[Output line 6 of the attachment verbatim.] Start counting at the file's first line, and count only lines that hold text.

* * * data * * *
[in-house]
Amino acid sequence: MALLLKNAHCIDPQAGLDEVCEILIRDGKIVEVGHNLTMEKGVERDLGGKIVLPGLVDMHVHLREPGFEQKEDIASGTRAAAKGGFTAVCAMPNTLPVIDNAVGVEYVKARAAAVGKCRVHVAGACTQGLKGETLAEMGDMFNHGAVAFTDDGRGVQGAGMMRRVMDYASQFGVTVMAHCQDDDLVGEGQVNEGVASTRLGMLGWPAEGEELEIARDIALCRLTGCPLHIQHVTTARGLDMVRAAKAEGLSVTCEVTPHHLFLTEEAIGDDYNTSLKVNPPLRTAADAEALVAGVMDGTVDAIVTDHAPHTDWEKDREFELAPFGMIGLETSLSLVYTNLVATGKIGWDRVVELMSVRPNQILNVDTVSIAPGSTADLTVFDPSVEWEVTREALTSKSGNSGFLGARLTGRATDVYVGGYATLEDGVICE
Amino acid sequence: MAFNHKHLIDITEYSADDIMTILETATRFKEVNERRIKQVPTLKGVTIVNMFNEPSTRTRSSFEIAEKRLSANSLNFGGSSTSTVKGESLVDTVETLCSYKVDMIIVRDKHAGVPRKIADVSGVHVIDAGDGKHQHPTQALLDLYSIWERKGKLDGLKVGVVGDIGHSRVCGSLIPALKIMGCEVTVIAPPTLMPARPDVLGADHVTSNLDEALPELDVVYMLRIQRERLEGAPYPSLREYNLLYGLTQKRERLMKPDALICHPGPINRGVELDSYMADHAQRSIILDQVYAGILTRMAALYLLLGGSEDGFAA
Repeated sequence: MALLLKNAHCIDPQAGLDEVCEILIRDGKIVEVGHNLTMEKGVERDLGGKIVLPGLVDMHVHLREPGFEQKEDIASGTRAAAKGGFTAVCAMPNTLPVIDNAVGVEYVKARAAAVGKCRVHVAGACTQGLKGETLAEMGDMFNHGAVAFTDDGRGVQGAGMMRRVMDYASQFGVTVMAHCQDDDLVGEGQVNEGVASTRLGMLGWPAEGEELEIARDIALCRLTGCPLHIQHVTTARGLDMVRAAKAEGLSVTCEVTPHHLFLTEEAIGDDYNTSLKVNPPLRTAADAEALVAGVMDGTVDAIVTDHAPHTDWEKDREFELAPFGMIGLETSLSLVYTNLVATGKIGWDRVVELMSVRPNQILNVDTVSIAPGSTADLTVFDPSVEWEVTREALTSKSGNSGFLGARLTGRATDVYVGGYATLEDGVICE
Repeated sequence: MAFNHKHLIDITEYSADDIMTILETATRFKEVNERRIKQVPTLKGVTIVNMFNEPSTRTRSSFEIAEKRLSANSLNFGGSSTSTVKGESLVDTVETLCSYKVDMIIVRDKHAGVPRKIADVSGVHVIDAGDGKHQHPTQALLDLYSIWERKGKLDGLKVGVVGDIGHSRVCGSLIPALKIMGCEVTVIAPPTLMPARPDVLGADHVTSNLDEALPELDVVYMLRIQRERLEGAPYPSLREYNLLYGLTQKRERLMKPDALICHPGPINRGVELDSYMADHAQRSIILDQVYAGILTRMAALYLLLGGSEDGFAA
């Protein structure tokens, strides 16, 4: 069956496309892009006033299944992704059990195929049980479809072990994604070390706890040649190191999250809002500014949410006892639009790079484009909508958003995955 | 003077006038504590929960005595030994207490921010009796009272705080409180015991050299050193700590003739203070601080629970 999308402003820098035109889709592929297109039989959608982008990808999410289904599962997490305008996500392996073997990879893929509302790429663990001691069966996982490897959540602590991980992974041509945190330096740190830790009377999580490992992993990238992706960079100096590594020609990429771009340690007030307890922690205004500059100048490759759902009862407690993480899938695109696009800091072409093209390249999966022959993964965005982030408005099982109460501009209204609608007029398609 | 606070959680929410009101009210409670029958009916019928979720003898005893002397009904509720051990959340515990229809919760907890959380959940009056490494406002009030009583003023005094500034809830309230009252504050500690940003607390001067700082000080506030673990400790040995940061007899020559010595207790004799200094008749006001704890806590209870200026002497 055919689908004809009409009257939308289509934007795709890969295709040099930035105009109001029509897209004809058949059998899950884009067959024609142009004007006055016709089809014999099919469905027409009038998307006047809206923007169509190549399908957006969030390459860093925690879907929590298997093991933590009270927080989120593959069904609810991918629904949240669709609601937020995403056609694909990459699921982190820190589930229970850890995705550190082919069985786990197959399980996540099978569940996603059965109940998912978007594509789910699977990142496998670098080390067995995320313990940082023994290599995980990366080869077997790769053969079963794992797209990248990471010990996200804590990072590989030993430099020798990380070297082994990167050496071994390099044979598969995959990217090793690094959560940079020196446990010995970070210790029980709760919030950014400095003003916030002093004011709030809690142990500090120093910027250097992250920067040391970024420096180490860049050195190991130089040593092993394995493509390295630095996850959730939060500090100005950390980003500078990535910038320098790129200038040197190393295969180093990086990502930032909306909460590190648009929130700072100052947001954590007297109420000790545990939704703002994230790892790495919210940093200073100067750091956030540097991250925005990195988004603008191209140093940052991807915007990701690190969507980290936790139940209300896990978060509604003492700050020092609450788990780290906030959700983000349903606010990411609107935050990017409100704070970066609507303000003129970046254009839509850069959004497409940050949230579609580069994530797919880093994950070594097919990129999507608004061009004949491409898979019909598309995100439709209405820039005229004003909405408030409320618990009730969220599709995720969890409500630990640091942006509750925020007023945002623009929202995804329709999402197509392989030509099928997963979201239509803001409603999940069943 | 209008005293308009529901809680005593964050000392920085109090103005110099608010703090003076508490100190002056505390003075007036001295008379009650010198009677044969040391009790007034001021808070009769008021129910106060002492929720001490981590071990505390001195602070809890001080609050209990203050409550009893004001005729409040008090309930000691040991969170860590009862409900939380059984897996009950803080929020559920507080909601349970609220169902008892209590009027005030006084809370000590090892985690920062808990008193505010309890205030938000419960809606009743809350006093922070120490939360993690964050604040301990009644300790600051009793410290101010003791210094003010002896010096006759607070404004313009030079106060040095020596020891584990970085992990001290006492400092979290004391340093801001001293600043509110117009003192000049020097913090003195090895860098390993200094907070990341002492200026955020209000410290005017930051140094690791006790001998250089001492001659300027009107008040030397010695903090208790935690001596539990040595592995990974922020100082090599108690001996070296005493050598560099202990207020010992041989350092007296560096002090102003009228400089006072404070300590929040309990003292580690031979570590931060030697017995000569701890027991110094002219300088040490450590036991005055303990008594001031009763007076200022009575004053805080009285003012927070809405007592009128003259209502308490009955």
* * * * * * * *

């Protein structure tokens, strides 16, 4: 069956496309892009006033299944992704059990195929049980479809072990994604070390706890040649190191999250809002500014949410006892639009790079484009909508958003995955 | 003077006038504590929960005595030994207490921010009796009272705080409180015991050299050193700590003739203070601080629970 999308402003820098035109889709592929297109039989959608982008990808999410289904599962997490305008996500392996073997990879893929509302790429663990001691069966996982490897959540602590991980992974041509945190330096740190830790009377999580490992992993990238992706960079100096590594020609990429771009340690007030307890922690205004500059100048490759759902009862407690993480899938695109696009800091072409093209390249999966022959993964965005982030408005099982109460501009209204609608007029398609 | 606070959680929410009101009210409670029958009916019928979720003898005893002397009904509720051990959340515990229809919760907890959380959940009056490494406002009030009583003023005094500034809830309230009252504050500690940003607390001067700082000080506030673990400790040995940061007899020559010595207790004799200094008749006001704890806590209870200026002497 055919689908004809009409009257939308289509934007795709890969295709040099930035105009109001029509897209004809058949059998899950884009067959024609142009004007006055016709089809014999099919469905027409009038998307006047809206923007169509190549399908957006969030390459860093925690879907929590298997093991933590009270927080989120593959069904609810991918629904949240669709609601937020995403056609694909990459699921982190820190589930229970850890995705550190082919069985786990197959399980996540099978569940996603059965109940998912978007594509789910699977990142496998670098080390067995995320313990940082023994290599995980990366080869077997790769053969079963794992797209990248990471010990996200804590990072590989030993430099020798990380070297082994990167050496071994390099044979598969995959990217090793690094959560940079020196446990010995970070210790029980709760919030950014400095003003916030002093004011709030809690142990500090120093910027250097992250920067040391970024420096180490860049050195190991130089040593092993394995493509390295630095996850959730939060500090100005950390980003500078990535910038320098790129200038040197190393295969180093990086990502930032909306909460590190648009929130700072100052947001954590007297109420000790545990939704703002994230790892790495919210940093200073100067750091956030540097991250925005990195988004603008191209140093940052991807915007990701690190969507980290936790139940209300896990978060509604003492700050020092609450788990780290906030959700983000349903606010990411609107935050990017409100704070970066609507303000003129970046254009839509850069959004497409940050949230579609580069994530797919880093994950070594097919990129999507608004061009004949491409898979019909598309995100439709209405820039005229004003909405408030409320618990009730969220599709995720969890409500630990640091942006509750925020007023945002623009929202995804329709999402197509392989030509099928997963979201239509803001409603999940069943 | 209008005293308009529901809680005593964050000392920085109090103005110099608010703090003076508490100190002056505390003075007036001295008379009650010198009677044969040391009790007034001021808070009769008021129910106060002492929720001490981590071990505390001195602070809890001080609050209990203050409550009893004001005729409040008090309930000691040991969170860590009862409900939380059984897996009950803080929020559920507080909601349970609220169902008892209590009027005030006084809370000590090892985690920062808990008193505010309890205030938000419960809606009743809350006093922070120490939360993690964050604040301990009644300790600051009793410290101010003791210094003010002896010096006759607070404004313009030079106060040095020596020891584990970085992990001290006492400092979290004391340093801001001293600043509110117009003192000049020097913090003195090895860098390993200094907070990341002492200026955020209000410290005017930051140094690791006790001998250089001492001659300027009107008040030397010695903090208790935690001596539990040595592995990974922020100082090599108690001996070296005493050598560099202990207020010992041989350092007296560096002090102003009228400089006072404070300590929040309990003292580690031979570590931060030697017995000569701890027991110094002219300088040490450590036991005055303990008594001031009763007076200022009575004053805080009285003012927070809405007592009128003259209502308490009955």